Remember this man? It was just two weeks ago we were joking about Chancellor-Elect Nicholas Dirks’ beastly brow. We predicted that once he took office he would be called “The Brow.” Just look at him, posing effortlessly in this soft-featured scenery. Doesn’t his face just say, “If I don’t get you, my unibrow will?” In a mere moment, these hopes were shattered, cause … read more »

It’s been eight years since Chancellor Berdahl relinquished his reign over the university. Now, Chancellor Birgeneau is stepping Looks Can Kill (1)down at the end of the semester – check that, at the end of the school year… the old man just can’t seem to make up his mind. Now, we could focus on how he’s inherently likable as a Canadian, originally from one of the schools that tied us in world rankings, or one of the most cited physicists across the globe, but that’s all validating and boring.

Instead, let’s focus on his just-announced replacement. In choosing Nicholas B. Dirks as the 10th Chancellor, the university’s advisory committee has proven that first impressions are important, and of course, that looks can kill.

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No, there was no Doug Benson or Paul F. Tompkins on hand when Chancellor Robert Birgeneau gave his end-of-the-school-year speech to the Berkeley Staff Assembly, but it still felt like a reflective time. Birgeneau described this year as “the single most difficult year I personally have experienced” in his academic career. To which we at the Clog would like to add a polite but insistent “DUH.”

He also admitted that he is “sometimes accused of being excessively optimistic” and tried to remedy this to fit with the times. He acknowledged that the draining of money read more »

townhallThe Clog is here in Pauley Ballroom at the Q&A Townhall with the Chancellor. We’ll be liveblogging the events so stay tuned. (Note: the picture is of a pretty town hall in Vienna. It has actually nothing to do with the post. Except that it’s pretty, and I don’t have my camera with me. If you have a better picture, hook us up).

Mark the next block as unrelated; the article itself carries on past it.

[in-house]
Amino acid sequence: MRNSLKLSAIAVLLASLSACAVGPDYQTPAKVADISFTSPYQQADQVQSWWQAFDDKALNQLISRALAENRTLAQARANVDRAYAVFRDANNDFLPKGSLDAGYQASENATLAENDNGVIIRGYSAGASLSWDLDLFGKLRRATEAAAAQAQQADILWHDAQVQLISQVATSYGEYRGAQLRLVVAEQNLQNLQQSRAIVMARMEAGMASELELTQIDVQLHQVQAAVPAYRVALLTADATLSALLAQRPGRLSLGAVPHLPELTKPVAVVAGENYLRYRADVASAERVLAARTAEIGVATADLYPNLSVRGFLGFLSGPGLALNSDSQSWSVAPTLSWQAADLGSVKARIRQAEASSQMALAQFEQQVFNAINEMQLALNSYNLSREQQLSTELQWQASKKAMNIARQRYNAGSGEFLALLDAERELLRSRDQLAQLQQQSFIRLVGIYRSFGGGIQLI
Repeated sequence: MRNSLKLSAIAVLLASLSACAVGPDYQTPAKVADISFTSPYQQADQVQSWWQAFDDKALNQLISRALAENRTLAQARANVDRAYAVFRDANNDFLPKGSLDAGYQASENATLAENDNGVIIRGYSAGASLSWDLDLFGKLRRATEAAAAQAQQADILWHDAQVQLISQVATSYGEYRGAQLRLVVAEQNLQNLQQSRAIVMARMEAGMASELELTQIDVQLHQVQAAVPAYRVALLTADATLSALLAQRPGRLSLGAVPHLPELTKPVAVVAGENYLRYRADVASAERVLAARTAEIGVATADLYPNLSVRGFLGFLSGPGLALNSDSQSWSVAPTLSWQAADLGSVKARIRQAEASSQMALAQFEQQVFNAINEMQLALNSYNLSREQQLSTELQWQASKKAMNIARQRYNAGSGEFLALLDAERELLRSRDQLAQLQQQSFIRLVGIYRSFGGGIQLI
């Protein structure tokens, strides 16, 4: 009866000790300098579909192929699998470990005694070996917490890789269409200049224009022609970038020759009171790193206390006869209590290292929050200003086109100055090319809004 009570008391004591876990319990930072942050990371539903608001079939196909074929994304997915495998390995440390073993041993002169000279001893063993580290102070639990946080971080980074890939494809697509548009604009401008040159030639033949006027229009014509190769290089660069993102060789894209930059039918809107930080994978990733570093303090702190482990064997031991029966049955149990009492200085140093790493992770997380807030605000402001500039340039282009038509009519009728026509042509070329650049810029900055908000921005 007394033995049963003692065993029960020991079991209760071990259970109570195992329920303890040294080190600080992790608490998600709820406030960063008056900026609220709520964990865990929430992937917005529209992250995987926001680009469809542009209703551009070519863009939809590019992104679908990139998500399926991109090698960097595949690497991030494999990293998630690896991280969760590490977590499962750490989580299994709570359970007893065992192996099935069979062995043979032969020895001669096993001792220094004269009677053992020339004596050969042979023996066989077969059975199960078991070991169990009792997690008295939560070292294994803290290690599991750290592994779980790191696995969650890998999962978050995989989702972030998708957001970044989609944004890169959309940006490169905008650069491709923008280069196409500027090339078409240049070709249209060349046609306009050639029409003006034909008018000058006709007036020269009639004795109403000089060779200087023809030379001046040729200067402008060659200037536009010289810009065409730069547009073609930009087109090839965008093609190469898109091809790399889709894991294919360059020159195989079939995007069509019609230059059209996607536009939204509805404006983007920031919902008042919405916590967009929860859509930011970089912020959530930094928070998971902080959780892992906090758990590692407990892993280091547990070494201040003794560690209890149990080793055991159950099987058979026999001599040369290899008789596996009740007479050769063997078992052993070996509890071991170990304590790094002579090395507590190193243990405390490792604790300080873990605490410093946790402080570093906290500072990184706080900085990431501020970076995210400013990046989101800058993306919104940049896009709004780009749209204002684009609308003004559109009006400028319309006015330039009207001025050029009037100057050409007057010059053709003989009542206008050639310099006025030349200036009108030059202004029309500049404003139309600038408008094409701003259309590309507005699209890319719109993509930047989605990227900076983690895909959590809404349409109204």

Moving right along… read more »

Ideas are flying left and right for how to get our UC system out of its current financial rut. Our chancellor has a couple of his own up his sleeve: raise and lower student fees according to the financial need of each respective campus.

The University of California Board of Regents traditionally imposes equal tuition for undergrads across all nine UC campuses (currently $6,571 per year). If Chancellor Birgeneau’s idea were to be set into motion, each campus would be allowed to raise or lower said asking price by 25 percent.

He writes in his proposal (titled “Access and Excellence”) several upshots to his propositions. Among these: provide incentive for students to attend UC campuses aren’t exactly first in preference for students (as these campuses would lower their student tuition) and provide sufficient funding for the schools to which students flock like madmen (i.e., UC Berkeley. Represent!). Additionally, Chancellor Birgeneau predicts that any gap between top tier UC campuses and leading private schools will be made smaller once our campuses are better funded.